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PMC2101 Behavioural Conditions and Emergencies

Semester 1, 2022 Ipswich On-campus
Units : 1
Faculty or Section : Faculty of Health, Engineering and Sciences
School or Department : School of Health and Medical Sciences
Student contribution band : Band 2
Grading basis : Graded
Version produced : 27 June 2022

Staffing

Examiner: Lisa Hobbs

Requisites

Pre-requisite or Co-requisite: PMC1105

Overview

Behavioural Conditions & Emergencies is designed to provide paramedics with the foundational knowledge and interpersonal skills necessary to effectively and appropriately manage people who have a mental health illness and other behavioural emergencies. Students will acquire knowledge of the causes, processes and manifestations of mental illness and common behavioural and emotional presentations that may or may not reflect diagnostic criteria for mental illness. Students will learn how human development and culture impacts on mental health and will learn interpersonal skills to interact with diverse age groups and cultural backgrounds, particularly in the role of crisis intervention. Students will also explore concepts surrounding practitioner wellbeing and resilience. Students will receive content surrounding commonly used psychiatric medications and their side-effects, overdose implications, etc. Pre-hospital management within relevant government mental health policy and legislation as well as core ethical principles will also be addressed.

Paramedics are increasingly required to respond to patients with behavioural conditions and emergencies therefore students need to develop strong communication skills, perform high quality mental status assessments, and develop the skills required to manage risk. This course will enable students to further their knowledge and application of communication, interpersonal and professional skills in relation to managing difficult patients and situations. Additionally, students will be provided with opportunities to consider professionalism, empathy, cultural sensitivity, recovery-orientated practice, ethics, legal issues, self-awareness and reflective practice, safety, evidence-based practice and the role of a paramedic within the broader health system.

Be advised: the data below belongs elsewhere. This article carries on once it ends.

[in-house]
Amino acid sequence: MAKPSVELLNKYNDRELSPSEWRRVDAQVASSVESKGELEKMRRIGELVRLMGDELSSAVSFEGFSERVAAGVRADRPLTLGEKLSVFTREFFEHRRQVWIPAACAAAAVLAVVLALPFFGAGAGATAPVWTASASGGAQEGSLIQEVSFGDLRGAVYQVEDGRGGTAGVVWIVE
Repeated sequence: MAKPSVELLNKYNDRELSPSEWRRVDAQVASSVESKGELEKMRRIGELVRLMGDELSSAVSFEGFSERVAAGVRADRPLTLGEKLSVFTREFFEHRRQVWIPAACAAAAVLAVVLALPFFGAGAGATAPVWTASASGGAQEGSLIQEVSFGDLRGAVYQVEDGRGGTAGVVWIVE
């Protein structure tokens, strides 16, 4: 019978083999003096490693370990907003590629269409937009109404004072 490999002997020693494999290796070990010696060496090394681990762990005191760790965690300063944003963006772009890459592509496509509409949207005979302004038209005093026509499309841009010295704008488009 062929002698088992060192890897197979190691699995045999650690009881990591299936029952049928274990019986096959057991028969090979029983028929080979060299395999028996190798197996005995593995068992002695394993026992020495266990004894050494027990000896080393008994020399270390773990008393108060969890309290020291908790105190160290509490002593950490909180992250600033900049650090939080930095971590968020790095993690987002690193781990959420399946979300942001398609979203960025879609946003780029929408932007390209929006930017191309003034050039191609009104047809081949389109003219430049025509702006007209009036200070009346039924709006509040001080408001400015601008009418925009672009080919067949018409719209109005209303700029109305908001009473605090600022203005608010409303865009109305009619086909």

Course learning outcomes

On successful completion of this course students will be able to:

  1. Explain the historical and legal context of behavioural conditions, including Aboriginal and Torres Strait Islander cultural perspectives.
  2. Examine epidemiology, aetiology and clinical manifestations of behavioural conditions & mental health emergencies.
  3. Apply skills to effectively communicate & demonstrate cultural safety in interactions with diverse groups and cultures, particularly in the role of crisis intervention.
  4. Demonstrate a high level of clinical reasoning and creative thinking in relation to managing behavioural conditions and mental health emergencies in paramedic practice.
  5. Understand and explain how human development & culture affects mental health across the lifespan.
  6. Examine commonly-used psychiatric medication and its side-effects and overdose implications.
  7. Apply evidence-based practice and contemporary management of behavioural conditions and mental health emergencies in paramedic situations.

Topics

Description Weighting(%)
1. Understanding mental health
Professional competencies
10.00
2. Mental health assessment 10.00
3. Mood disorders
Anxiety disorders
10.00
4. Thought disorders
Cognitive disorders
10.00
5. Practitioner wellbeing and resilience 10.00
6. Somatoform disorders
Dissociative disorders
10.00
7. Difficult and Combative patients
Therapeutic communication
Substance abuse and related disorders
10.00
8. Pharmacology and mental illness
Sedation and Complex airway
Side effects and limitations
10.00
9. Communication skills, clinical reasoning and reflective practice 10.00
10. Evidence based practice and mental health and wellbeing 10.00

Text and materials required to be purchased or accessed

Elder, R., Evans, K. & Nizette, D. (2017). Psychiatric and Mental Health Nursing. (4th Ed). Mosby Elsevier: Sydney.

Student workload expectations

To do well in this subject, students are expected to commit approximately 10 hours per week including class contact hours, independent study, and all assessment tasks. If you are undertaking additional activities, which may include placements and residential schools, the weekly workload hours may vary.

Assessment details

Approach Type Description Group
Assessment
Weighting (%) Course learning outcomes
Assignments Written Essay No 40 1,3,4,7
Assignments Creative Recorded/rendered work Yes 40 2,3,4,5,6,7
Assignments Written Quiz No 20 6,7
Date printed 27 June 2022